Oh, yes, I see, Antiochus was on a power trip. I could say that his power trip was fueled by that first level of avidyā, ignorance about the true nature of things – including his own self. However, I don’t have to go that deep; because a big part of Antiochus’ ignorance came from not understanding the culture that was different from his own. And part of the reason he made life difficult for others is because he didn’t follow the Golden Rule.

“Tio, kio malamas vin, ne faru al via ulo. Tio estas la tuta Torao; la resto estas la klarigo. Nun iru studi.”



“That which is hateful to you, do not do to your fellow. That is the whole Torah; the rest is the explanation. Now go and study.”


– quoted from the story of Hillel the Elder “[teaching] the meaning of the whole Torah while standing on one foot,” in Esperanto and in English  


Born to day in 1859, in a part of the Russian Empire that is now Poland, Dr. L. L. Zamenhof was a Polish-Jewish ophthalmologist and polyglot. He was born into a Lithuanian-Jewish family that spoke Russian and Yiddish, but his father taught German and French – so he learned those languages, as well as Polish, at a young age. Eventually, he would also master German; have a good understanding of Latin, Hebrew, French, and Belarusian; and basic knowledge of Greek, English, Italian, Lithuanian, and Aramaic. At some point, he also studied Volapük, a constructed language created by Johann Martin Schleyer (a German Catholic priest).

The diverse population in his hometown and his love of language exposed Dr. Zamenhof to different cultures and also to the schisms (and wars) that developed between cultures. He imagined what the world would be like without conflict, especially conflict that arose from misunderstandings that he saw were the result of miscommunication. He thought that if people could more easily understand each other they would have a better chance at avoiding or resolving conflict. In 1873, while he was still a schoolboy, the future eye doctor started developing Esperanto, a constructed language that he called “Lingvo internacia” (“international language”).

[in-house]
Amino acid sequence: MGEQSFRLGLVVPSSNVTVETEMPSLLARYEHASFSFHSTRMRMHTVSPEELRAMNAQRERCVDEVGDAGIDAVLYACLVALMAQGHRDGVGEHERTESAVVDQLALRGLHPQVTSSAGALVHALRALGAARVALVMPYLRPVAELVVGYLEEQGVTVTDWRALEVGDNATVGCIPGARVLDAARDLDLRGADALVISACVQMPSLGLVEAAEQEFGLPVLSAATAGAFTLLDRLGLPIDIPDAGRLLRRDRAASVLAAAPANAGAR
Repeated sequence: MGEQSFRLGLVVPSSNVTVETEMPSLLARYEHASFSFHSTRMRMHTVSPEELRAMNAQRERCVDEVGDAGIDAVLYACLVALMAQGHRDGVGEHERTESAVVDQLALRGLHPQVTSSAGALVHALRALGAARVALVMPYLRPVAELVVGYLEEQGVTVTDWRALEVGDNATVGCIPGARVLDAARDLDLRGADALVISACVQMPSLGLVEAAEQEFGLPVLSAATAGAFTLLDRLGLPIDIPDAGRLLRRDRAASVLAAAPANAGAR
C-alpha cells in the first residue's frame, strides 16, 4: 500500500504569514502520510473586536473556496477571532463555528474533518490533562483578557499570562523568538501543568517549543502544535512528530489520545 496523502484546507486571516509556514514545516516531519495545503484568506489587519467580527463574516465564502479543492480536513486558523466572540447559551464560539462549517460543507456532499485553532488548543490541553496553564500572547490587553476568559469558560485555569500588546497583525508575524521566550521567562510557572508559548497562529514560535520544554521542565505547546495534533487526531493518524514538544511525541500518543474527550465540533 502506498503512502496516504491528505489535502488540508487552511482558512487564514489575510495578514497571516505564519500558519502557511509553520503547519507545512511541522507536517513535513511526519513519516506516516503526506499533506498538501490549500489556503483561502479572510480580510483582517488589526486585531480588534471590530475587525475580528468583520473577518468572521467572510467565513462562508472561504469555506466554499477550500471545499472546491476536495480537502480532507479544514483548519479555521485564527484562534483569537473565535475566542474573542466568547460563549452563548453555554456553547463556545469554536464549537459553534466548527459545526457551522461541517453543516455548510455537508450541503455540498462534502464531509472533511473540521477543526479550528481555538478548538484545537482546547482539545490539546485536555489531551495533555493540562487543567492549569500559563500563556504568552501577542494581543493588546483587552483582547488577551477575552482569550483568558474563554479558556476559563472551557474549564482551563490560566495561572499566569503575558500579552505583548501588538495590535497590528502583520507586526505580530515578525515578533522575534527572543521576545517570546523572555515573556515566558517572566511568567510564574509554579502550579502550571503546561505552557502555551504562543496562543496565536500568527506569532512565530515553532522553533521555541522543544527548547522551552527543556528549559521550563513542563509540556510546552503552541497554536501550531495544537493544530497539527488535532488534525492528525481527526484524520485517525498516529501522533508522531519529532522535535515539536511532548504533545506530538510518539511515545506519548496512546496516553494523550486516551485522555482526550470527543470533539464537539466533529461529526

Dr. Zamenhof continued his work even as he studied medicine and began working as a doctor. Eventually, he self-published his work (with a little help from his then future father-in-law) under the pseudonym “Doktoro Esperanto” or Doctor Hopeful. He continued to write and translate grammar books in various languages, including Esperanto, and also to look for solutions to oppression and nationalism. He explored various religions and social movements – he even wrote about humanitarianism or humanism (“homaranismo” in Esperanto), based on the teachings of Hillel the Elder. But, he kept coming back to the concept of language as a unifier.

Promoting the language and the idea behind the language would be Dr. Zamenhof’s legacy – a legacy that lived on through his wife (Klara) and their children. Even though the Zamenhof children, as adults, were killed during the Holocaust, along with millions of others, the language lived on. There are currently at least a thousand native speakers of Esperanto, worldwide, and millions who have some working knowledge of the language.

Ni ne estas tiel naivaj, kiel pensas pri ni kelkaj personoj; ni ne kredas, ke neŭtrala fundamento faros el la homoj anĝelojn; ni scias tre bone, ke la homoj malbonaj ankaŭ poste restos malbonaj; sed ni kredas, ke komunikiĝado kaj konatiĝado sur neŭtrala fundamento forigos almenaŭ la grandan amason de tiuj bestaĵoj kaj krimoj, kiuj estas kaŭzataj ne de malbona volo, sed simple de sinnekonado kaj de devigata sinaltrudado.”


“We are not as naive as some people think of us; we do not believe that a neutral foundation will make men angels; we know very well that bad people will stay bad even later; but we believe that communication and acquaintance based on a neutral basis will remove at least the great mass of those beasts and crimes which are caused not by ill will, but simply by [misunderstandings and forced coercion.]”


– quoted from a speech by Dr. L. L. Zamenhof to the Second World Congress of Esperanto, August 27, 1906


Tuesday’s playlist is available on YouTube and Spotify.



### pacon / peace ###